Cybersecurity awareness: businesses’ obligations to provide their people with cybersecurity solutions when remote working

Cybersecurity awareness: businesses’ obligations to provide their people with cybersecurity solutions when remote working

Author:
David Salsbury
Product Portfolio Manager - Security

The trend for remote working has grown steadily in recent years. But now, in the early months of 2020, it has, of course, skyrocketed; suddenly organisations are rushing to equip employees with all they need to work efficiently from home.

But restructuring your business's workflow can be a serious undertaking, resulting in unpredictable changes. While most workers are focusing on communication and collaboration tools, and seamless file sharing (which are all essential), there is another vital consideration to discuss: security.

Put simply: remote work can lead to a swift destabilisation of your business’s network security. In this article, we'll look at how remote work affects your business's network security and explore how you can maintain an optimal cybersecurity position during this time.

More people are working from home than ever before

We’re all eagerly awaiting “normal” work life to begin again. However, according to some reports, office life may never fully return to the way it was before. For example, many workers may choose to continue working remotely; others may be asked to, to help limit overheads.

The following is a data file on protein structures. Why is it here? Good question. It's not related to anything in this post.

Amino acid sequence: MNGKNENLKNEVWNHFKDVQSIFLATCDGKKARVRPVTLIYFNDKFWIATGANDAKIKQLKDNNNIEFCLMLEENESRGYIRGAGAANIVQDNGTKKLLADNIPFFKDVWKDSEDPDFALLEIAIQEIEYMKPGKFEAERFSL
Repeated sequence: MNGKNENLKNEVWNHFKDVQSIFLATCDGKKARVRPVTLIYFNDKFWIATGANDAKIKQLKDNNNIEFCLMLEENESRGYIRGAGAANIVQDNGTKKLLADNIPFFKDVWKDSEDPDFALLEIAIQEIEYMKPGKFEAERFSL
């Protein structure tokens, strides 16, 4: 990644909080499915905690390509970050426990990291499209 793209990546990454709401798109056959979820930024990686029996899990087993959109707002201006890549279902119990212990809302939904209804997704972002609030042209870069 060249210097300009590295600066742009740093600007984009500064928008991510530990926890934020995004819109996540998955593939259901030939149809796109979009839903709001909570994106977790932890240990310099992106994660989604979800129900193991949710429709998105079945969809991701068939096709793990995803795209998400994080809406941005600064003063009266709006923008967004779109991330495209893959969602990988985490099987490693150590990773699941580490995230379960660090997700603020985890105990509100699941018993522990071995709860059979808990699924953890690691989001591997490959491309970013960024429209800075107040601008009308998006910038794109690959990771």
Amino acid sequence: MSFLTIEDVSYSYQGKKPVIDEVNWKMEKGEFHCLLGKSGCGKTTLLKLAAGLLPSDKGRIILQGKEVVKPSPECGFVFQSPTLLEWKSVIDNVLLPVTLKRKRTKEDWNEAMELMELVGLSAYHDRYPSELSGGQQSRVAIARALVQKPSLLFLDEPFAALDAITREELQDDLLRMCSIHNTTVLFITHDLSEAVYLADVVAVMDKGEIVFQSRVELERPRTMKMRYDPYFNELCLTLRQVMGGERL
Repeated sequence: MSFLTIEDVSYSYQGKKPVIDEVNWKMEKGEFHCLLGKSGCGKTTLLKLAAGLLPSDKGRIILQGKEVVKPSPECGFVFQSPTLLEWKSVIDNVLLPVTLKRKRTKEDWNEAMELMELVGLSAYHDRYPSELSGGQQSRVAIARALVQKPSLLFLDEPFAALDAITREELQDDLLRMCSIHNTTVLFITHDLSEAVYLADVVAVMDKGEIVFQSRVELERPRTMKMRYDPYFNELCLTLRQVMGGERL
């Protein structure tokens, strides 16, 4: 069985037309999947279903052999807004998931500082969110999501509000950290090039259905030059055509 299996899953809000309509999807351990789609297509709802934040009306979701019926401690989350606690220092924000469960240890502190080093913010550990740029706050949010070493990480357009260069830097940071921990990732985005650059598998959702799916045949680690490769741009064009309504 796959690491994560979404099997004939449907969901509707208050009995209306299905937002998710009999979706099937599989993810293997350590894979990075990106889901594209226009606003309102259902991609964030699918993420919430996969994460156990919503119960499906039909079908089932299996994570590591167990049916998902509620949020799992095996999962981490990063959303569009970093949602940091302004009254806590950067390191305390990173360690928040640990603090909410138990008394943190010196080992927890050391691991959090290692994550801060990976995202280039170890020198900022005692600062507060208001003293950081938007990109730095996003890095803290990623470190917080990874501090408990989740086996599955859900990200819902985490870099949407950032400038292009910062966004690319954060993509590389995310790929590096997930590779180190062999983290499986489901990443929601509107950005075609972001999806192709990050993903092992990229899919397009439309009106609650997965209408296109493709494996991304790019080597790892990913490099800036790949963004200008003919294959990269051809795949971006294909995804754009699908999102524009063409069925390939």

With this massive change in our working environments comes new ways of thinking about how we view the workplace. Most prominently, what we define as being "company equipment" (where lines were blurred already).

Why do employees use personal devices when working from home?

There are several reasons why employees use personal devices when working from home, the simplest being that they're the only devices they have available. Not all businesses have the means to supply every employee with a laptop and/or smartphone, so if employees already have these devices, then businesses can cut costs by allowing employees to use their own computers.

There’s also lots of incentive for remote teams to use personal devices. They already know these devices' ins and outs, so there's no learning curve. And there's an element of tailoring and comfort when using a personal device as opposed to a company device.

The can cause an blurring of who is responsible for the security and who owns the data.

But benefits aside, the use of personal devices for work does pose an issue: who is responsible for the security of the device?

The short answer? Both employees, and the business.

But if we ask who will get sued the answer is clearly the company.

Corporate security systems are vital when employees are working remotely, as they could be accessing sensitive company files over unsecured Wi-Fi networks. The only way to ensure that this issue is never exploited is to create a secure company-wide, work-from-home system that all employees can use.

How can businesses protect their employees' devices at home?

Implementing a wide-scale, secure remote solution isn't as easy as it sounds. Not only does it require that everyone to use similar layers of security, but it means implementing network-level encryption, which can be difficult for those unfamiliar with such systems.

To help businesses get started, here are three ways to quickly improve the work-from-home security of your company.

1. Apply the corporate approach to the home